Because smoking has a negative effect on sleep, it has an indirect impact on day to day functioning
Los Angeles, CA (PRWEB) October 17, 2012
Increased risk of stroke, emphysema, cancer, and many other chronic diseases are associated with tobacco use, but disturbed sleep is a daily occurrence for many smokers, as well. A new German study published in the October issue of the journal Addiction Biology found that smokers experience impaired sleep quality and shorter sleep duration. Board-Certified Los Angeles Sleep Specialist Dr. Dan Naim explains how nicotine can negatively impact sleep.
The new research found that of 1100 smokers surveyed, 17 percent got less than six hour of sleep per night and more than one-quarter reported disturbed sleep quality. By comparison, of the 1200 non-smokers surveyed, only seven percent slept less than six hours per night and 19 percent reported disturbed sleep. Results were measured by a survey called the Pittsburgh Sleep Quality Index, which asked volunteers questions regarding reasons for trouble sleeping at night or staying awake during the day.
Similar to caffeine, nicotine is a stimulant. Nicotine is a highly addictive, harmful chemical which has a short half-life, or the time it takes for the substance to lose half of its potency, of approximately 60 minutes. Because many smokers have their final cigarette of the day before going to sleep, it can result in a more alert feeling, causing restlessness. After about six hours, all nicotine has left the body, which can interrupt the deeper phases of sleep and keep a person from reaching the more restful stages of sleep.
Another 2012 study published in the journal Sleep Medicine found that smokers showed sleep impairments similar to those experienced during insomnia, such as shorter sleep period time, longer time to fall asleep, sleep-disorder breathing, and leg movements.
“Because smoking has a negative effect on sleep, it has an indirect impact on day to day functioning,” said Dr. Naim. “Smokers have a high likelihood of developing insomnia, which is another good reason to quit smoking. In the process of quitting smoking, nicotine withdrawals and insomnia are the most common reasons why smokers relapse, but sleep will gradually improve, along with its restorative benefits.”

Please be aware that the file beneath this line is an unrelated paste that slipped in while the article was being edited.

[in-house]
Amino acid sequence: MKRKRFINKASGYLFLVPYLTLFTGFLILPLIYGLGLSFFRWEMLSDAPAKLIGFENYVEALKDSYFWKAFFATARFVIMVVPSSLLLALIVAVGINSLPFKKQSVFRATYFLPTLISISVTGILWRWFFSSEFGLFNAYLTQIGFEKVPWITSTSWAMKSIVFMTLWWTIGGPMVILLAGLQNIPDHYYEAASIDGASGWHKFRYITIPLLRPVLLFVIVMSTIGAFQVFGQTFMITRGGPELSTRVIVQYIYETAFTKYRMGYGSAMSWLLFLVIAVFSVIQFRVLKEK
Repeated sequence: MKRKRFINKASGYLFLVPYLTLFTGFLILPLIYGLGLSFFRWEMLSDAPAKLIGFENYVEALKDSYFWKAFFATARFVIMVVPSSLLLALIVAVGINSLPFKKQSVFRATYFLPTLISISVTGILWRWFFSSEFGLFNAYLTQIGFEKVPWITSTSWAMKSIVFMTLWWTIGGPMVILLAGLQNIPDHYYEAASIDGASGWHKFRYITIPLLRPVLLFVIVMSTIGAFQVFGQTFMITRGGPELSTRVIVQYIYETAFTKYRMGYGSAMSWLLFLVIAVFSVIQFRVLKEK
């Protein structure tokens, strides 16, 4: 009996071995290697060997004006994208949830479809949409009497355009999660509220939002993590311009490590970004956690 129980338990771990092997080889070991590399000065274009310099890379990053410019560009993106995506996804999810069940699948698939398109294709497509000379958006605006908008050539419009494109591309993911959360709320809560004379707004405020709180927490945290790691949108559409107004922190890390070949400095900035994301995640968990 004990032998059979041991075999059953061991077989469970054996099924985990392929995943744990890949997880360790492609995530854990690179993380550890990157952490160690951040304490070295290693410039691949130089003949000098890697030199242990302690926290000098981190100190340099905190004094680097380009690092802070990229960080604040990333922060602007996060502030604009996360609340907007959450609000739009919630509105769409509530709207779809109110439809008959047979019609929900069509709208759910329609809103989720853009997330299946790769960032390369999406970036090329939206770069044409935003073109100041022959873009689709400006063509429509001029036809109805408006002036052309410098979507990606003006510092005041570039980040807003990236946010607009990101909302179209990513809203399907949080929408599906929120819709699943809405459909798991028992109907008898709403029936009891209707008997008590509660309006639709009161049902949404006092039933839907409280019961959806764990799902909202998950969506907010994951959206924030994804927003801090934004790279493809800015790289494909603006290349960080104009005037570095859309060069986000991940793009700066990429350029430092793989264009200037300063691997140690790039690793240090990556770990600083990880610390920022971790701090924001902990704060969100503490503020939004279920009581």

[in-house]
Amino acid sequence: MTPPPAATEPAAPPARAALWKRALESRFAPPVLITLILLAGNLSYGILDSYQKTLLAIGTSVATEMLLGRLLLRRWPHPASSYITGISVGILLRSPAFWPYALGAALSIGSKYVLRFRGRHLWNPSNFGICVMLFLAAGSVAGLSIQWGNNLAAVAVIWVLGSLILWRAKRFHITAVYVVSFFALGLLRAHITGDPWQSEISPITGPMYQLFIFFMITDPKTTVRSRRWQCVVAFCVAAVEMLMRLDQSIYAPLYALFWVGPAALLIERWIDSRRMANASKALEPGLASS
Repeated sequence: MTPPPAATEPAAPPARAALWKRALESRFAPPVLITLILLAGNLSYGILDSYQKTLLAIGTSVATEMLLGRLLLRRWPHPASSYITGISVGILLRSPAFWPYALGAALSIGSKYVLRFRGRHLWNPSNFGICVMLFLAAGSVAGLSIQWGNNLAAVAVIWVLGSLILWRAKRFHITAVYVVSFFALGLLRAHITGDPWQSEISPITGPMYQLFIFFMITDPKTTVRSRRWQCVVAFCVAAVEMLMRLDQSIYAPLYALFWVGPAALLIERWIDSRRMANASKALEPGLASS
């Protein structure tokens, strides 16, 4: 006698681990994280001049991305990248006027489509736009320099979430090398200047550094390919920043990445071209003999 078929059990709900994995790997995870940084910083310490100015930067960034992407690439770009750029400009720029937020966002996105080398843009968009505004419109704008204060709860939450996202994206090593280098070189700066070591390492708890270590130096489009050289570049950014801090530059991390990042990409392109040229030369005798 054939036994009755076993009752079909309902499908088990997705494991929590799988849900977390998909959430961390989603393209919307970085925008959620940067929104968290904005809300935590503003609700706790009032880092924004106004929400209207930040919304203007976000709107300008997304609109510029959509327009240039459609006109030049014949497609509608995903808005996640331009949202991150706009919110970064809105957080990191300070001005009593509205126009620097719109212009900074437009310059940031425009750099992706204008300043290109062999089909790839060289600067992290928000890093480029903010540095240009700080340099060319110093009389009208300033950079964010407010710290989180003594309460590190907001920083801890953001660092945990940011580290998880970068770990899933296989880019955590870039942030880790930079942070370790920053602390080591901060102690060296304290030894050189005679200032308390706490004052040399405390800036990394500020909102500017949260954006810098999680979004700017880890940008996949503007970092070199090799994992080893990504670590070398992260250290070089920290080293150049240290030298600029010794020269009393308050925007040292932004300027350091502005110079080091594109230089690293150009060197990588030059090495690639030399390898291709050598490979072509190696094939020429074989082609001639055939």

For more information about quitting smoking, please visit the Guide to Quitting Smoking from the American Cancer Society at http://www.cancer.org/acs/groups/cid/documents/webcontent/002971-pdf.pdf
About Dr. Dan Naim
Dr. Dan I. Naim is Board-Certified in the fields of Internal Medicine, Sleep Medicine, and Pulmonary Medicine. He completed medical school at the Drexel University College of Medicine and went on to fellowship-training in Internal Medicine at the UCLA-VA Internal Medicine Residency program. Dr. Naim completed a pulmonary and critical care fellowship with Cedars-Sinai Medical Center. Dr. Naim states that his interest in sleep medicine grew as he learned how the role of disturbed sleep could not only impair the quality of someone’s life, but also lead to extensive health problems. His time working in critical care has also shown him how a sleep disorder can lead to hospitalizations in the Intensive Care Unit if the disorder is left untreated. He believes deeply in patient care and education and fostering a partnership with his patients in order for them to achieve the best medical care possible.
About Los Angeles Sleep Study Institute
Los Angeles Sleep Study Institute has a team of highly trained specialists who use the most advanced medical technologies available to effectively diagnose sleep disorders. The team of dedicated professionals treats snoring, sleep apnea, insomnia and other sleep-related problems in a comfortable, professional and friendly environment. To learn more, call (818) 343-1569 or visit http://www.sleepstudyla.com.